10 Things You Might Not Know About Memorial Day

US Memorial Day Ceremony, The Presidio Cemetery,San Francisco

So what do you think of when I say “Memorial Day”? Barbeques? Summer? Family vacations? There’s more than a few us of who are already thinking about our day off from the office. But for those of you who’ve bravely served our country, Memorial Day is a day of honor and remembrance. As you’re gearing up for this year’s Memorial Day weekend, here are 10 fun facts that you probably didn’t know about this patriotic holiday . . .

1. It used to be called Decoration Day. It’s a fact. Since its inception, Memorial Day has been known as a day for honoring fallen comrades by decorating their graves with flowers.

2. Memorial Day IS NOT the same as Veterans Day. Veterans Day, which happens every November 11, commemorates any and all veterans who’ve served in the armed forces. Memorial Day is a holiday for remembering the men and women who’ve died while serving. There’s a big difference, people.

3. Originally Memorial Day honored only the casualties of the Civil War. Way back in 1862, General John A. Logan set aside May 30, 1868—or “Decoration Day”—as a special day of remembrance for those who died in the late rebellion. Apparently he chose the date because it wasn’t the anniversary of any particular Civil War battle. It wasn’t until after World War I that the holiday evolved to honor the American military personnel who’ve died in all wars.

4. Waterloo, New York, is considered the official birthplace of Memorial Day. There seems to be some debate on this subject since other cities also boast this title, but in 1966 Congress officially recognized Waterloo as the town where it all started.

5. And speaking of Congress, they’re the ones to thank for your three-day weekend too. Back in 1968 Congress passed the Uniform Monday Holiday Act and officially marked Memorial Day as the last Monday in May to give all federal employees a day off. This is the same law that declared Memorial Day a federal holiday.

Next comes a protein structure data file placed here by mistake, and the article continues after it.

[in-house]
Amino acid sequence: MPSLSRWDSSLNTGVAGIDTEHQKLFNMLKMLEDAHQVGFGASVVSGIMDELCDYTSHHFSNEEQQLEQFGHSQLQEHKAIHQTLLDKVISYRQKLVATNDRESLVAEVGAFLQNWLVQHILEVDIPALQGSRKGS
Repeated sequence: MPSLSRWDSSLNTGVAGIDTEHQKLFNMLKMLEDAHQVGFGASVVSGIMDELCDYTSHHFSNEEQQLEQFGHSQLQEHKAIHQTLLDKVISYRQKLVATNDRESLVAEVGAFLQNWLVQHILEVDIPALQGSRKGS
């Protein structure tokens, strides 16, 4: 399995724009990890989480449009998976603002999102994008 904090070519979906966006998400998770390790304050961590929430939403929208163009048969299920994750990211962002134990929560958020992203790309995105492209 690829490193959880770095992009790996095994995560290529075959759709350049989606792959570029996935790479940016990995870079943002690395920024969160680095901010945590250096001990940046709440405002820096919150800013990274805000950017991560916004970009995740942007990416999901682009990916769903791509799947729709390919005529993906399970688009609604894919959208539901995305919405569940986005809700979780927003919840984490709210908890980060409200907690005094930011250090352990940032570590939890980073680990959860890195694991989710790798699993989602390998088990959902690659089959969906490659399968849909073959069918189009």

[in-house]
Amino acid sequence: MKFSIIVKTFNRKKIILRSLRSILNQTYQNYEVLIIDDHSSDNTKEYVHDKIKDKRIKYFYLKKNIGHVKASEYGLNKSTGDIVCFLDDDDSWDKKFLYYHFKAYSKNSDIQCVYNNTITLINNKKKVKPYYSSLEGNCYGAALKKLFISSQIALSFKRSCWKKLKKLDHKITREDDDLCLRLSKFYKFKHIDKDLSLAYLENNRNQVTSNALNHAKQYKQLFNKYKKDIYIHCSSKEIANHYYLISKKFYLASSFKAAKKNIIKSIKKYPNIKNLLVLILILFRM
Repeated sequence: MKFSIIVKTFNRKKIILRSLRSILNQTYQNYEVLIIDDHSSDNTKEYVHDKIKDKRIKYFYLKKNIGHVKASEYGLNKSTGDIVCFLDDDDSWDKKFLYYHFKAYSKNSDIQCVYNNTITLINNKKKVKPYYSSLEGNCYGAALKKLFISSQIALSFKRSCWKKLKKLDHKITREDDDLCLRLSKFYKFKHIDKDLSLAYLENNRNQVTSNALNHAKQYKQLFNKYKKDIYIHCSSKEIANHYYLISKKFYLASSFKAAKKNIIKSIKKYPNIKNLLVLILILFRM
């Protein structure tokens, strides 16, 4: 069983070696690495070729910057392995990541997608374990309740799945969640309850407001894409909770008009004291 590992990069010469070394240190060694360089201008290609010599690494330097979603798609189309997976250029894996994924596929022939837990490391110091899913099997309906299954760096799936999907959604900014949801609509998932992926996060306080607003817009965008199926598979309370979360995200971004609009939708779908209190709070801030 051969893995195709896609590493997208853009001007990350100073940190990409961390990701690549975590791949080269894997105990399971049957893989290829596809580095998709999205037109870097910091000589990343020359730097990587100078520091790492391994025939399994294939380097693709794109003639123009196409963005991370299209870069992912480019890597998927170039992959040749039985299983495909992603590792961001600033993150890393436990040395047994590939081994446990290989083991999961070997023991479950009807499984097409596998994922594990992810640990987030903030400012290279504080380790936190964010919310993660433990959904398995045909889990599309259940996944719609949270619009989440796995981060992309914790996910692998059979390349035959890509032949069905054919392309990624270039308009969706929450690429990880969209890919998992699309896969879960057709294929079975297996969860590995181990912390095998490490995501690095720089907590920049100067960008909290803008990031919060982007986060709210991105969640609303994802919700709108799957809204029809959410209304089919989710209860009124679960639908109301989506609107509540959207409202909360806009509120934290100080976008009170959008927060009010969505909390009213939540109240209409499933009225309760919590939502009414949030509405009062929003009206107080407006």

6. Every Memorial Day, Arlington Cemetery honors the fallen with the “Flags In” tradition. For more than 60 years now, the 3rdS. Infantry Regiment—also known as the Old Guard—places tiny American flags at every single headstone right before Memorial Day weekend. That’s more than 228,000 flags we’re talking about.

7. On Memorial Day, it’s customary to fly the American flag at half-mast only until noon. After 12 p.m., you can raise your flag to the top of the staff until sunset.

8. Red poppies are the official flower of Memorial Day. We owe this tradition to the venerable Moina Michael, who was inspired by John McCrae’s poem “In Flanders Fields.” Ms. Michael was the first person who conceived the tradition of wearing and selling red poppies on Memorial Day to honor those who died serving their country.

9. According to AAA, 36.1 million people traveled at least 50 miles from home on Memorial Day weekend last year. That’s some serious traveling.

10. And most important of all, take note that Memorial Day’s National Moment of Remembrance happens at 3 p.m. local time. No matter where you are this Memorial Day, take a moment out of your schedule to stop whatever you’re doing and remember all the heroes who’ve made the ultimate sacrifice so you can be free to enjoy your day off. It’s the least we can do.

There you have it. Follow my links above to learn even more facts, and if you’re interested, be sure to check out our blog post on 10 fun places to visit in America this summer. Have a great Memorial Day!

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